The GPS satellites themselves are also not always ideally ‘visible’ to GPS devices in different places – and when they preferentially ‘look’ in different directions.
Start thinking about these things, and it’s surprising – or rather, a sign of all the thought and technological progress that has gone into it – that the system works as well as it does!
No surprise that there are differences.
How Distance Diverges
In our example run, by the way, the easiest way to recognize a difference is by looking at the distance recorded (and how that developed):
The one Suunto 9 Baro recorded a total distance of 10.93 km. The other measured this same run at 11.17 km.
There was no sudden jump in how the recorded distance diverged, only a gradual divergence – as seen in the graph.
Therefore, it was probably not a sudden erroneous GPS positioning but the accumulation of small differences.
Again, there is a good chance that this relates to the watch position on opposite wrists, together with small differences in GPS positioning/recording (as visible when corners are cut or tracks extend a bit).
This run having been an out-and-back, at least it’s not the case that one watch was always on the outside of the track, so to speak, and therefore counted longer (as a matter of course, since that position would cover an ever so slightly longer distance).
Speed and pace are a bit of an issue from GPS (footpods are better at that, although they also have issues in mountain running), but for the sake of completeness…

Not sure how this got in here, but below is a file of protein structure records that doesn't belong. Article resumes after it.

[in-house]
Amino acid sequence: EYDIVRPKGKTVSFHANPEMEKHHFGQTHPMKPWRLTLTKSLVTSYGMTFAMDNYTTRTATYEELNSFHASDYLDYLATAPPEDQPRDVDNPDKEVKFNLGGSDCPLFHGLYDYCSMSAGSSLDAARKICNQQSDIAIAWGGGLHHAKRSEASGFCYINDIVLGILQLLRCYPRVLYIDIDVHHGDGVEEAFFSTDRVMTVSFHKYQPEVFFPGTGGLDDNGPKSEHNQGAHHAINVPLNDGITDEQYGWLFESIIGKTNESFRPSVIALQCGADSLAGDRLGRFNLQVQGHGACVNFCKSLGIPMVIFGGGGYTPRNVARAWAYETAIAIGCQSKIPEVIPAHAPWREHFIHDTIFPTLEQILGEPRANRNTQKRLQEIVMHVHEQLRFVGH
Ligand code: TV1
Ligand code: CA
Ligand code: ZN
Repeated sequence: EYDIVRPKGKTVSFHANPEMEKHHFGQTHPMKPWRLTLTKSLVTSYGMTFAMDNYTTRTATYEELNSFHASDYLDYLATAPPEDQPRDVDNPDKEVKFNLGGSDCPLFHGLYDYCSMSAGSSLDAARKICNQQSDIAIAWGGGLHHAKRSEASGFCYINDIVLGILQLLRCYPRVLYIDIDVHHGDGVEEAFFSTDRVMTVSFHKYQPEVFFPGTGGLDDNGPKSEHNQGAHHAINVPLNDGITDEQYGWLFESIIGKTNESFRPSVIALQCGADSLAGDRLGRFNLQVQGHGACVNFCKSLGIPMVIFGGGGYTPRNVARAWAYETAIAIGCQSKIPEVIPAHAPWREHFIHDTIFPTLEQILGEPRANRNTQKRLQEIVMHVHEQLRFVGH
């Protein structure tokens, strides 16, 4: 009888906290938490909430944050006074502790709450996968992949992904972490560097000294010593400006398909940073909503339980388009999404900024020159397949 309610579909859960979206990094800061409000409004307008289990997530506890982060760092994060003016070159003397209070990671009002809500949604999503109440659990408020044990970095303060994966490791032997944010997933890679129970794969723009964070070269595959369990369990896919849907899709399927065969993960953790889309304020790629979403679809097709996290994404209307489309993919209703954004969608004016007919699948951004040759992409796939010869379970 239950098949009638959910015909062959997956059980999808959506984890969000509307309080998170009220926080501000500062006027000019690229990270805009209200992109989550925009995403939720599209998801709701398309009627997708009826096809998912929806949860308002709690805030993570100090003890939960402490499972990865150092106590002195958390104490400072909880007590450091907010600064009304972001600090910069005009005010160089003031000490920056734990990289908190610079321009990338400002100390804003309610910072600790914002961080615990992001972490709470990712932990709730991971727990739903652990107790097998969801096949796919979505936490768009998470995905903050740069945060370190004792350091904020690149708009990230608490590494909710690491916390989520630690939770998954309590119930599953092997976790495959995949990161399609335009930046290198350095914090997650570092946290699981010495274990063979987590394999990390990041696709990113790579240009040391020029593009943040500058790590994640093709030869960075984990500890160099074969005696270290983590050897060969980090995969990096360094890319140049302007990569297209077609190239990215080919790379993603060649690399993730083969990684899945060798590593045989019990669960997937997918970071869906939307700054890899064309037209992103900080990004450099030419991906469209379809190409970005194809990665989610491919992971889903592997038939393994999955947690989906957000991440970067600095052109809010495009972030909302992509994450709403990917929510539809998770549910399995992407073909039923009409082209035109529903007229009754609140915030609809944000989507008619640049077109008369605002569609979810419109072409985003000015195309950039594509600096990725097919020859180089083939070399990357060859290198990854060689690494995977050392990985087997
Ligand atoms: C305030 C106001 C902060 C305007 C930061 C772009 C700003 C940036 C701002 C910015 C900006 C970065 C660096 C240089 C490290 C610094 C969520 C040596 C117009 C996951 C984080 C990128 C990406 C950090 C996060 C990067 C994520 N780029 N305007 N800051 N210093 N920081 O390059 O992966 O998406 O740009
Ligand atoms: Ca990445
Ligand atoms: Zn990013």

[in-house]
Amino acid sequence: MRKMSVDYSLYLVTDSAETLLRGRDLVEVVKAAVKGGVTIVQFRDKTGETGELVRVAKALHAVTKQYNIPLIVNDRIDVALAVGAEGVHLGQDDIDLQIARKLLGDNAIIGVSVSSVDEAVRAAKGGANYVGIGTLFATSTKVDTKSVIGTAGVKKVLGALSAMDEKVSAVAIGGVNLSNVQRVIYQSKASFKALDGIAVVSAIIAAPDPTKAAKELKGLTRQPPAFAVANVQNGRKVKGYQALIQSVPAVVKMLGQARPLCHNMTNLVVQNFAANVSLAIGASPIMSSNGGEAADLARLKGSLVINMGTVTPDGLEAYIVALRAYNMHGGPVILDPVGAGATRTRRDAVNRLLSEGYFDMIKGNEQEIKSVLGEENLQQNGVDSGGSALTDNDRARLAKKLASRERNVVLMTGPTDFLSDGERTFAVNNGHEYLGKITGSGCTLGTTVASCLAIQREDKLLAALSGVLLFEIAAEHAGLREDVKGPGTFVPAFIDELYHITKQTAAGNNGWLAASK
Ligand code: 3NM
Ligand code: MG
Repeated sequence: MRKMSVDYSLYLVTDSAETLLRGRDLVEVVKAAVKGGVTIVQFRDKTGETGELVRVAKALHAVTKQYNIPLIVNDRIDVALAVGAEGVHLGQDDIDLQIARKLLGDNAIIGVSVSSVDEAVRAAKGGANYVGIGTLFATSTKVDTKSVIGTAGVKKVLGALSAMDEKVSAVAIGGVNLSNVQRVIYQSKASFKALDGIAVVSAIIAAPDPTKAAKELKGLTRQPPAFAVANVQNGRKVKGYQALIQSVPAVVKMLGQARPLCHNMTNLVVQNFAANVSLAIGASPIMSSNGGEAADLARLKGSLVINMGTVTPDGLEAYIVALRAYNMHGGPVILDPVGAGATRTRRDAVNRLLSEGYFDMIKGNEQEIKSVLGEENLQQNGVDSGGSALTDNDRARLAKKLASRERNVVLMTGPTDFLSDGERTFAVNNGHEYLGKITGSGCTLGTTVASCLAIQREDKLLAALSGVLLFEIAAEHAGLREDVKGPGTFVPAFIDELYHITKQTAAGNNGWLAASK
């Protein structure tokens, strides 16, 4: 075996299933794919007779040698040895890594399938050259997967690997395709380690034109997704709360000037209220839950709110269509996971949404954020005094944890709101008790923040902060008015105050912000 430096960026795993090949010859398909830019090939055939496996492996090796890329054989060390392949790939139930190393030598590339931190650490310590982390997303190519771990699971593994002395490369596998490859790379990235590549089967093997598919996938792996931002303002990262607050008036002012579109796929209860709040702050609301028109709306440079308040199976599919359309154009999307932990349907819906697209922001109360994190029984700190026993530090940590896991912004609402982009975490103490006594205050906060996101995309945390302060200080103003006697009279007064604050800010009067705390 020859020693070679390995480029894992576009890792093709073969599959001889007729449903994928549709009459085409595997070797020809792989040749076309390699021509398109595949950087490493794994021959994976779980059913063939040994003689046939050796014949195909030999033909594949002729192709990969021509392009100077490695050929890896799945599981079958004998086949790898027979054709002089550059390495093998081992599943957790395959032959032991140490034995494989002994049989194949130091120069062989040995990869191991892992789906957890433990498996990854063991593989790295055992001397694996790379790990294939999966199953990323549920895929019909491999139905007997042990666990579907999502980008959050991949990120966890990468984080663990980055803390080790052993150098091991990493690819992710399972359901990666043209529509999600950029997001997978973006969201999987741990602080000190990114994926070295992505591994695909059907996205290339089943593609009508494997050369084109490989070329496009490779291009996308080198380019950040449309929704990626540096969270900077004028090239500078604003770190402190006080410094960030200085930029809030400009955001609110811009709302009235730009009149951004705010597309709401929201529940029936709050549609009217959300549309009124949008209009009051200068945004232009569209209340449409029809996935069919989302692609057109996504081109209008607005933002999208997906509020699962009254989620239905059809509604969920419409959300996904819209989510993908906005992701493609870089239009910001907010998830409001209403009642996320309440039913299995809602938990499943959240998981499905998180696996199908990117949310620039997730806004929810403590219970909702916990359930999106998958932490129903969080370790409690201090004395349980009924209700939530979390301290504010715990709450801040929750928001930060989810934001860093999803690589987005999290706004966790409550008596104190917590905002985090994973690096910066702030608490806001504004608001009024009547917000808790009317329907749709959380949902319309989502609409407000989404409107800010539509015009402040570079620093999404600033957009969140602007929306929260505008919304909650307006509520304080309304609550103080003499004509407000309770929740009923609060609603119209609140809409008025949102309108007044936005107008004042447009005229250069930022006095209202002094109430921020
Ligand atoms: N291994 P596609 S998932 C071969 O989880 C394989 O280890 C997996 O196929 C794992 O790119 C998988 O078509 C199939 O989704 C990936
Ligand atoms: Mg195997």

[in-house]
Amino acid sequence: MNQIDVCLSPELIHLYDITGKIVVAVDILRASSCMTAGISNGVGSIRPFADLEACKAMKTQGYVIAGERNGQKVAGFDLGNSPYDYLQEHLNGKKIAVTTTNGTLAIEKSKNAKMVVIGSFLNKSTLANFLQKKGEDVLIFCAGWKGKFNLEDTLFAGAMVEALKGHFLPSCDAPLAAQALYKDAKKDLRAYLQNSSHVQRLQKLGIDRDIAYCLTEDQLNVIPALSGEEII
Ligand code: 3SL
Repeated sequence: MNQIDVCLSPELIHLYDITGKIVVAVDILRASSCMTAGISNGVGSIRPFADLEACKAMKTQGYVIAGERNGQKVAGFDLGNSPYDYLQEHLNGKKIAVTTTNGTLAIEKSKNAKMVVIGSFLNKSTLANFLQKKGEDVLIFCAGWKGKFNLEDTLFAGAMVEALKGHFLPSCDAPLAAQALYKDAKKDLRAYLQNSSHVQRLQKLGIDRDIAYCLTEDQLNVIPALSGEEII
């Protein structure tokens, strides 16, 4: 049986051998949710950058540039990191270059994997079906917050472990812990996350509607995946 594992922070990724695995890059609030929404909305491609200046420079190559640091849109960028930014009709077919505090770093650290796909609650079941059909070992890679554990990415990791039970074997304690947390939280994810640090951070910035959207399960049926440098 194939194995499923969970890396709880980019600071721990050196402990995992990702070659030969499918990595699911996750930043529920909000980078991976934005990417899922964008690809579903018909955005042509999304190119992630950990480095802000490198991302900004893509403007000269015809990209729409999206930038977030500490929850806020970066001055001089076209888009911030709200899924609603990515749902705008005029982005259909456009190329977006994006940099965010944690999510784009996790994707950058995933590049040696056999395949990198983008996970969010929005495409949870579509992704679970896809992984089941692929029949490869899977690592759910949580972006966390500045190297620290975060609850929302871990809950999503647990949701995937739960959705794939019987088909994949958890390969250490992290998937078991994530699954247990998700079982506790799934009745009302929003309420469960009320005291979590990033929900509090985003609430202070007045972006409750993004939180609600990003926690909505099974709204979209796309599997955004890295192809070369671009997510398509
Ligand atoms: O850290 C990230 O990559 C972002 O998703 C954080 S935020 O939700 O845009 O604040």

Altitude on a watch like the Suunto 9 Baro comes mainly from barometric readings, but there is also the calibration of it that will be done through GPS (under certain conditions), mainly at the beginning of a run – FusedAlti.
The Quantified-Self tool can also show the altitude data that the watches calculated from GPS – but GPS altitude is notoriously problematic; the EVPE (estimated vertical positioning error) is typically higher than the EHPE (the error in horizontal positioning).
What I find interesting here: It’s an example of two watches of the same model, showing very similar results – but again, as with positioning and distance, not the same results.
And there, altitude tracking is a lot easier to do and usually a whole lot better than position tracking.
One last (data) point, while I have data from two watches of the same model to show: oHR.
Heart rate from the wrist, as measured by optical heart rate sensor.
oHR is another topic, just like GPS, that one could (and maybe should?) explain in a lot more depth. It’s convenient and therefore very popular.
So popular, in fact, that everyone had to go the oHR route, in recent years… even as the data one gets from these sensors is notoriously unreliable.
No, that does not mean that it never works or cannot have its use. But, it remains questionable.
Here, it worked pretty well, actually. It still has its differences and, at least two or three, as far as I can see, faultily divergent values.
Of course, this is also just one example, not a trustworthy statistical analysis (which would have other issues in turn).
Still, I hope it helps understand that there are limits to sports tech like this which we have to accept.